No, Mikhail Prokhorov doesn't 'own' the Barclays Center

Nominal ownership by New York state enables tax breaks.

Barclays Center in Brooklyn

Barclays Center in Brooklyn Kai Hecker / Shutterstock

The recent sale by Brooklyn Nets owner Mikhail Prokhorov of 49 percent of the team to Taiwanese-Canadian businessman Joseph Tsai was announced by the Nets as not affecting the team’s arena, the “Barclays Center, which will continue to be wholly owned by (Prokhorov's) Onexim Sports and Entertainment.”

The shorthand dates back at least to 2012, when the arena’s developer Bruce Ratner was regularly dubbed the building’s majority owner, such as in a press release from the Barclays Center he controlled, or in a 2015 press release from Ratner’s parent company.  

It’s appeared in a press release from prominent cultural institutions such as the Brooklyn Academy of Music, an arena partner, and news coverage from numerous outlets, including Reuters and the Associated Press. Today, Russian billionaire Prokhorov is, according to the Nets' web site, “the owner of Barclays Center.”

This, however, is false: Ratner did not own the arena and he did not sell it to Prokhorov. The claim that the arena is privately owned matters because it obscures the difference between the arena and a related entity – the arena operating company – and conceals how public policies were designed to save wealthy businessmen Ratner and now Prokhorov tens of millions of dollars.

Ratner and now Prokhorov do have ultimate responsibility for the Barclays Center bottom line, hoping that revenues (including the naming rights sold to Barclays) offset expenses and pay off construction financing, leaving profits. But their private companies have never owned the arena: They’ve owned the arena’s operating company.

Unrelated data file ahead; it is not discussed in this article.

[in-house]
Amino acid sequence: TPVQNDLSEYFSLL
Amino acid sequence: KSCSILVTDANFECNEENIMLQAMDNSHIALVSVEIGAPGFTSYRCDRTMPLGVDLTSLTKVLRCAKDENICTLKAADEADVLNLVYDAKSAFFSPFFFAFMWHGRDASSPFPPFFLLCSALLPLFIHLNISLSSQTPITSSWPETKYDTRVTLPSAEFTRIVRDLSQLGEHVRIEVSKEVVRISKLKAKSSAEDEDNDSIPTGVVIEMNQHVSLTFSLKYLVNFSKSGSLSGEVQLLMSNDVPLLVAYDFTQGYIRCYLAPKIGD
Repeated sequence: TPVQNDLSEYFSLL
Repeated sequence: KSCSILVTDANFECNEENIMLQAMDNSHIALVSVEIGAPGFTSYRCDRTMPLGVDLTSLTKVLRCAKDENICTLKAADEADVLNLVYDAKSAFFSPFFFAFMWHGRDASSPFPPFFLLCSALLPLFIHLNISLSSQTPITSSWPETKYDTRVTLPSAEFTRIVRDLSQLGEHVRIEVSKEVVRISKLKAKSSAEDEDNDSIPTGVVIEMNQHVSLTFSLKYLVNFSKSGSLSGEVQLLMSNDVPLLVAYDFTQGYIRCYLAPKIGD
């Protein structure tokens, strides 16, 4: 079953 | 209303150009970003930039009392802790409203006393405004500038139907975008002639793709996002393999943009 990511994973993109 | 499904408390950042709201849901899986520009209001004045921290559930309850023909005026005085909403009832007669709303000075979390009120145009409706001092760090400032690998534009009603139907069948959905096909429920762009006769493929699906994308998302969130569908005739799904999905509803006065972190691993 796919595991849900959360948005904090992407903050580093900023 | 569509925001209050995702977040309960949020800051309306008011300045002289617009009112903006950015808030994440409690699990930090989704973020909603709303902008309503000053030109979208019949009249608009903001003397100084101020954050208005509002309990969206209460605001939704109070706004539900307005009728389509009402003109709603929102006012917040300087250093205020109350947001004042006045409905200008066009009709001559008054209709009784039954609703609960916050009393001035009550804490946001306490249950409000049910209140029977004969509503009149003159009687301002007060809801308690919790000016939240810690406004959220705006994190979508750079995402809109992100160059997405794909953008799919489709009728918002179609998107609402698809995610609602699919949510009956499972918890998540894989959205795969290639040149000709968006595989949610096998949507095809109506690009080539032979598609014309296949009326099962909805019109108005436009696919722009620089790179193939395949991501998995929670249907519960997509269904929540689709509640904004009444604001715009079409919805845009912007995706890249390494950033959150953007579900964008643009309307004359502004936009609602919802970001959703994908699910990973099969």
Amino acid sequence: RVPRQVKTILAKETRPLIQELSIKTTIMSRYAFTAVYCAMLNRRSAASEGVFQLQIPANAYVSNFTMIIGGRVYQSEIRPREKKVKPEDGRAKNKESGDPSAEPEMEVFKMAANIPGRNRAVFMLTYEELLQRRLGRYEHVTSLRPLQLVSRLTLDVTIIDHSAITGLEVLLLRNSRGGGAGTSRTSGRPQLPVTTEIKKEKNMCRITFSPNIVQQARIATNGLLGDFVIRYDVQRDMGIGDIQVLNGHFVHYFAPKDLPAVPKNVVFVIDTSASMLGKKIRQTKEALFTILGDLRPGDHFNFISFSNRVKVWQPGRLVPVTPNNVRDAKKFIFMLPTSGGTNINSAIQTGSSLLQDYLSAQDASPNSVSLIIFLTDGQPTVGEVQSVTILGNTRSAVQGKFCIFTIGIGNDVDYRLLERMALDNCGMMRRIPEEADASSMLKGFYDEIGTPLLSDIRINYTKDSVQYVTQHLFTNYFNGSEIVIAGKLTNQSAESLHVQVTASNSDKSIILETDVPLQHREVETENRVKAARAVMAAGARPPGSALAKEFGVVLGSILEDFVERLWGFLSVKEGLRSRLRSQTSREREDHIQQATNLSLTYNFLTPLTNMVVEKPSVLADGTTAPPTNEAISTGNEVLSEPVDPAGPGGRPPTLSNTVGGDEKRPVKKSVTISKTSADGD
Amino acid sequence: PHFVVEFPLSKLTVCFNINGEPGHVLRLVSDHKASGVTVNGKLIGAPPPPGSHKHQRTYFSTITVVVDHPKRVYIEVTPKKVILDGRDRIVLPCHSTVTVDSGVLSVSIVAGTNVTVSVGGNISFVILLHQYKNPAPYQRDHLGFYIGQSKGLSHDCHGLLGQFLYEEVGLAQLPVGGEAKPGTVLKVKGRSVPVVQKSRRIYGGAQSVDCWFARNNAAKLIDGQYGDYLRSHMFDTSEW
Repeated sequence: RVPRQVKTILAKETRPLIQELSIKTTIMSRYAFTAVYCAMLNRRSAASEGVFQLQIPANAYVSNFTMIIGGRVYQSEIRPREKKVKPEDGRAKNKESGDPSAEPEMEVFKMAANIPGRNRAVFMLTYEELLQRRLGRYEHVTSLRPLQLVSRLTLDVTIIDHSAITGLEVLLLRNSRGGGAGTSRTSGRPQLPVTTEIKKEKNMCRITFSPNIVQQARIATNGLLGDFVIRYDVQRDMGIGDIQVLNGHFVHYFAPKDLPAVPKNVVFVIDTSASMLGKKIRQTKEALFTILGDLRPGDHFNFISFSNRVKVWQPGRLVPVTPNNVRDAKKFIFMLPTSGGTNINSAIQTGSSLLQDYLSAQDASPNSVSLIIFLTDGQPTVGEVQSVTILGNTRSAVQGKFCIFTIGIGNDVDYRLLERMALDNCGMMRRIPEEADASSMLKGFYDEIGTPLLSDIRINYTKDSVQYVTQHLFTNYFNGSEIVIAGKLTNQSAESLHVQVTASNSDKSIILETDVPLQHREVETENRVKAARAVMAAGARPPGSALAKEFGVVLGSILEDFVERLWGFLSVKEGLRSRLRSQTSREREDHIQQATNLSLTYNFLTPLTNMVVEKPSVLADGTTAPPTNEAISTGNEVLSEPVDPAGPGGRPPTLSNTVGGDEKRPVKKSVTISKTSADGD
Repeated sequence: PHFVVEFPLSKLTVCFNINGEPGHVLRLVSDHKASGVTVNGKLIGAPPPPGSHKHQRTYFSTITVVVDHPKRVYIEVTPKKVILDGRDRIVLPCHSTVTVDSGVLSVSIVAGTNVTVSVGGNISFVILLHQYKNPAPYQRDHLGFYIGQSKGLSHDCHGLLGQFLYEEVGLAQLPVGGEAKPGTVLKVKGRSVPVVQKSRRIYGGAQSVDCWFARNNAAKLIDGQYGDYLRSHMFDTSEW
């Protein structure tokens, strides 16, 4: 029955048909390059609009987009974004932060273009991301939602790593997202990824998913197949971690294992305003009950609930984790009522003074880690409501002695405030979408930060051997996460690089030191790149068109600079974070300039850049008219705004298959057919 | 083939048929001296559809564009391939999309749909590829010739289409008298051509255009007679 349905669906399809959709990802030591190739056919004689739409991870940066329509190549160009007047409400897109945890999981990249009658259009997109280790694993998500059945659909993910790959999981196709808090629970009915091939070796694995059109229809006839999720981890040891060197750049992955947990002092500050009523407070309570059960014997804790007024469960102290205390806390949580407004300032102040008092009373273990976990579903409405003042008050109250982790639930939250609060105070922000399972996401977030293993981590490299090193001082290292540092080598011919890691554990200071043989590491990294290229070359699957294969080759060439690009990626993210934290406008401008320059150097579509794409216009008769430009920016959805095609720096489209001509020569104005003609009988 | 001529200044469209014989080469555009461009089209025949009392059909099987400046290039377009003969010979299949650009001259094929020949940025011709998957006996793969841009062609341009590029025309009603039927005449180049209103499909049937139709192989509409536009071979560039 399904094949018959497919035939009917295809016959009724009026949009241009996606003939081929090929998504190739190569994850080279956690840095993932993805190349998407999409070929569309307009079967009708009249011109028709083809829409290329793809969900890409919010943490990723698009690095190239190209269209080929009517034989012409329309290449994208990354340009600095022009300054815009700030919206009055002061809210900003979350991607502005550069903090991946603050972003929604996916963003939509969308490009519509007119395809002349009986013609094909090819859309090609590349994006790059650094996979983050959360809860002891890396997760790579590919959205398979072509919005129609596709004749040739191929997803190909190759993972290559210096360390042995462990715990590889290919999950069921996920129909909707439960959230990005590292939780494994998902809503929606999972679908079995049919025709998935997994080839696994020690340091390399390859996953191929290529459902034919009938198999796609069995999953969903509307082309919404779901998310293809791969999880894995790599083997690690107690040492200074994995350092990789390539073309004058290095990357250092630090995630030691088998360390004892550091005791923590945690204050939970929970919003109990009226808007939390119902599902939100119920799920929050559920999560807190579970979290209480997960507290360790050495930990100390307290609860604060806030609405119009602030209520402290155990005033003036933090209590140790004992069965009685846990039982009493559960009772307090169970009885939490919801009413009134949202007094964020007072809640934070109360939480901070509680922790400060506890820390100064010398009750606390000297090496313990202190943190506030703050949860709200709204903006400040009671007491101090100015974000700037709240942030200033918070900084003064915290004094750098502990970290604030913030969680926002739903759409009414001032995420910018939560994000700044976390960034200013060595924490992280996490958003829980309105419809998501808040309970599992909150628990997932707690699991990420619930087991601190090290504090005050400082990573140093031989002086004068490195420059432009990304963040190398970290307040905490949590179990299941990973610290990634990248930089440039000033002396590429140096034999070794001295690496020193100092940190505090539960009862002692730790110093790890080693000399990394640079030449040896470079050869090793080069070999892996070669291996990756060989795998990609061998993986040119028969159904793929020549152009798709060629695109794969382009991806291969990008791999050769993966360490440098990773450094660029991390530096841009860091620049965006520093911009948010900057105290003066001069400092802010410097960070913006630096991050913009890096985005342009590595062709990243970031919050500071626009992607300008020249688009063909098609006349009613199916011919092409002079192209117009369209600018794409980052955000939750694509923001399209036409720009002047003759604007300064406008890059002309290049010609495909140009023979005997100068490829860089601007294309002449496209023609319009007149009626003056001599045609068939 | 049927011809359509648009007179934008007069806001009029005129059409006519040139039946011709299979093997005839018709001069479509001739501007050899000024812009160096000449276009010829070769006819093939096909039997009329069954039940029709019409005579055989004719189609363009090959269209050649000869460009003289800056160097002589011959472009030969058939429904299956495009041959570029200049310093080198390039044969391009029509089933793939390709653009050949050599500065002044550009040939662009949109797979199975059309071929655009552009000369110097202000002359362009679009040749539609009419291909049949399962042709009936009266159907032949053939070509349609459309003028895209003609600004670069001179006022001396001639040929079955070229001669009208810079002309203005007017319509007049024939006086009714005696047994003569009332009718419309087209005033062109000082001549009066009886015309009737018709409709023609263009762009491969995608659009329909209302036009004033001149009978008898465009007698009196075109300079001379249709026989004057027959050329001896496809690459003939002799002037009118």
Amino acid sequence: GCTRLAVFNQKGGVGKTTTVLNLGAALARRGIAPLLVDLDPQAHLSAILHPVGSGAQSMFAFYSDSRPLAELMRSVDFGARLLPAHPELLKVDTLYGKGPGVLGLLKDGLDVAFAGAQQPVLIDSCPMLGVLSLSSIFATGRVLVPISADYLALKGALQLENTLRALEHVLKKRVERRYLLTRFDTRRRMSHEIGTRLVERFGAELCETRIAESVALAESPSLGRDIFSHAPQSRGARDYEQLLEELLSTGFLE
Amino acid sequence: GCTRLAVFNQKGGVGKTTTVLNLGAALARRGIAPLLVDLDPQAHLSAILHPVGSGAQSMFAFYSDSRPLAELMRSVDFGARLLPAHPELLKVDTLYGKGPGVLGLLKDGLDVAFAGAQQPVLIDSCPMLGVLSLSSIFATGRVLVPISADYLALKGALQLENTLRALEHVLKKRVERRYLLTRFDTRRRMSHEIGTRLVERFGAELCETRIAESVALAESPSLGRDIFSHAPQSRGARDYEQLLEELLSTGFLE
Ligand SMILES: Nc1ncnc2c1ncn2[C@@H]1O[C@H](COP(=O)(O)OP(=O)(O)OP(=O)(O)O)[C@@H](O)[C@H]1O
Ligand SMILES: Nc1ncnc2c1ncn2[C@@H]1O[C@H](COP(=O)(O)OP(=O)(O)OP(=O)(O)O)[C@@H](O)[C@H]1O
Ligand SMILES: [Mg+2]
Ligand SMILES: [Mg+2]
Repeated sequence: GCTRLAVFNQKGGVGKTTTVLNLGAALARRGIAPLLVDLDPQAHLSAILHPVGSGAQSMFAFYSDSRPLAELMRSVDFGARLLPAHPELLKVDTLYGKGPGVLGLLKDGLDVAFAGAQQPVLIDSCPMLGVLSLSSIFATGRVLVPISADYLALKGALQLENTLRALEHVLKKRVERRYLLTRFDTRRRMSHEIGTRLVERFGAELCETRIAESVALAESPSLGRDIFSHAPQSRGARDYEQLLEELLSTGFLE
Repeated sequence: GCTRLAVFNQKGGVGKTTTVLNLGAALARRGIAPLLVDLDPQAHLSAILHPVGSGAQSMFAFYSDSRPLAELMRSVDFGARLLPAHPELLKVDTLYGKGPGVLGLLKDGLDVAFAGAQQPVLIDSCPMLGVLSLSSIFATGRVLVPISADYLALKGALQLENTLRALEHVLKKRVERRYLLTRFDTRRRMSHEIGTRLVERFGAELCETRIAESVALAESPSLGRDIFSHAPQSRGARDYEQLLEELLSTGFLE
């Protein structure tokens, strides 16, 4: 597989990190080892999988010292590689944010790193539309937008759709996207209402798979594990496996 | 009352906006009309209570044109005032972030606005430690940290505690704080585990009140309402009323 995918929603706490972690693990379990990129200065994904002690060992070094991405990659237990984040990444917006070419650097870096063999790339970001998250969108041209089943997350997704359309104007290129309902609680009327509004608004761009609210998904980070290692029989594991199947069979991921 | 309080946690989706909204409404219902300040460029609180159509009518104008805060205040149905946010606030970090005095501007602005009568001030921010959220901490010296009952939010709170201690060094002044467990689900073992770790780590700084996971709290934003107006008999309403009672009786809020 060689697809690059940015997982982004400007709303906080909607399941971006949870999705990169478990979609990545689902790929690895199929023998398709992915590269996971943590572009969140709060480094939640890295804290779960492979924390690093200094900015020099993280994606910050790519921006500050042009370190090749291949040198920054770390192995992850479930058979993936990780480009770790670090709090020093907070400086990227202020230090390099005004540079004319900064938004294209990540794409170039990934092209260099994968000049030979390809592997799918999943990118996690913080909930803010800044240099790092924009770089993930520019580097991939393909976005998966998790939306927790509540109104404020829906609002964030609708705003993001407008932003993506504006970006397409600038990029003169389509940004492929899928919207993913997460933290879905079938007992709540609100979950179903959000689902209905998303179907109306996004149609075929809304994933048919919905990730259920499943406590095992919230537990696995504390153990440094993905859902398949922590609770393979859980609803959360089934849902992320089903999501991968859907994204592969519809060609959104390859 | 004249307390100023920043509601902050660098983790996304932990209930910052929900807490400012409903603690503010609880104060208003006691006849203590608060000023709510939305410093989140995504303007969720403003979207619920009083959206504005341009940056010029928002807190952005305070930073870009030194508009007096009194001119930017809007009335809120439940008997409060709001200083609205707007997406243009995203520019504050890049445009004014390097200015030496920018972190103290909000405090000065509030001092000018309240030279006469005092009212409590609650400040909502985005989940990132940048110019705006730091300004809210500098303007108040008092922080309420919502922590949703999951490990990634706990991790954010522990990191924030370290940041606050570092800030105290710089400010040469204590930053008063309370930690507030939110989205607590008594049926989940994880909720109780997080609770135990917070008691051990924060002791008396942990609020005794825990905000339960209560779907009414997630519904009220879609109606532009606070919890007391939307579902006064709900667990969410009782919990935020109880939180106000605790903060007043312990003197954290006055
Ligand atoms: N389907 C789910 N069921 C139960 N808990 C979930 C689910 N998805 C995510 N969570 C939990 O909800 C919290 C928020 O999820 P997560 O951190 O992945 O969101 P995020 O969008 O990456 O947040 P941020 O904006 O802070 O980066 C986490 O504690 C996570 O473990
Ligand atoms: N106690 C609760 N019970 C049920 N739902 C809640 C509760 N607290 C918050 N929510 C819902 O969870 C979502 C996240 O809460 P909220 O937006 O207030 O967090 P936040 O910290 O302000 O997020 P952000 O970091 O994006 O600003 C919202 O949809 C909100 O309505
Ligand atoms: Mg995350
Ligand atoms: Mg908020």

Empire State Development, New York state's economic development authority, owns the arena premises and leases it to a special-purpose entity, the Brooklyn Arena Local Development Corporation.

BALDC, called the “Issuer” in this chart (from a 2016 bond document), has an arena lease agreement with ArenaCo (aka Brooklyn Events Center), a subsidiary of another company, which is today owned by Prokhorov.

Why the Rube Goldberg structure? It unlocks two benefits typically unavailable to owners of private property: avoidance of property taxes, and access to tax-exempt financing.

Such backdoor corporate welfare is common among New York City professional sports facilities. Yankee Stadium and Citi Field were built on public property to enable such benefits. Madison Square Garden managed to finagle a property tax exemption under the questionable premise that the Knicks and Rangers might otherwise be tempted to leave the nation’s largest market.

In Brooklyn, if the Barclays Center were privately owned, it would’ve paid some $41 million in property taxes in 2014, according to a letter from the arena operator. Instead, the operator – now Prokhorov's firm – makes payments in lieu of taxes, or PILOTs, that cannot exceed what taxes would be. Those PILOTs – nearly $35 million this year – do not go to city coffers, but instead pay off construction debt and bolster maintenance funds.

Tax-exempt construction debt is far more attractive to buyers than taxable debt; the avoidance of taxes means buyers accept a lower interest rate. Presaging bond issuance in 2009, New York City's Independent Budget Office estimated that Ratner would, over the term of the bonds, save $193.5 million thanks to such financing; after a smaller amount of bonds were issued, the Brookings Institution later estimated a $161 million revenue loss.

No one has recalculated those numbers, but Prokhorov has an even better deal now. In 2016, BALDC refinanced the debt at a lower interest rate, which Bloomberg estimated would ultimately save Prokhorov $90 million, compared to the earlier round of financing.

That public boost, it turns out, was crucial. The refinancing lowered annual payments such that, even though the Barclays Center has been far less profitable than anticipated, it still has a cushion. (Don't cry for Prokhorov; he's selling the team at a reportedly astronomical valuation.)

The public assistance would be harder to obtain if the Brooklyn arena were truly privately owned. It may seem like a mouthful to specify that Prokhorov owns the arena operating company, while the Barclays Center itself is owned by the state. But referring to it accurately is essential. Otherwise, we forget how the ownership structure enables taxpayer help for a Russian oligarch.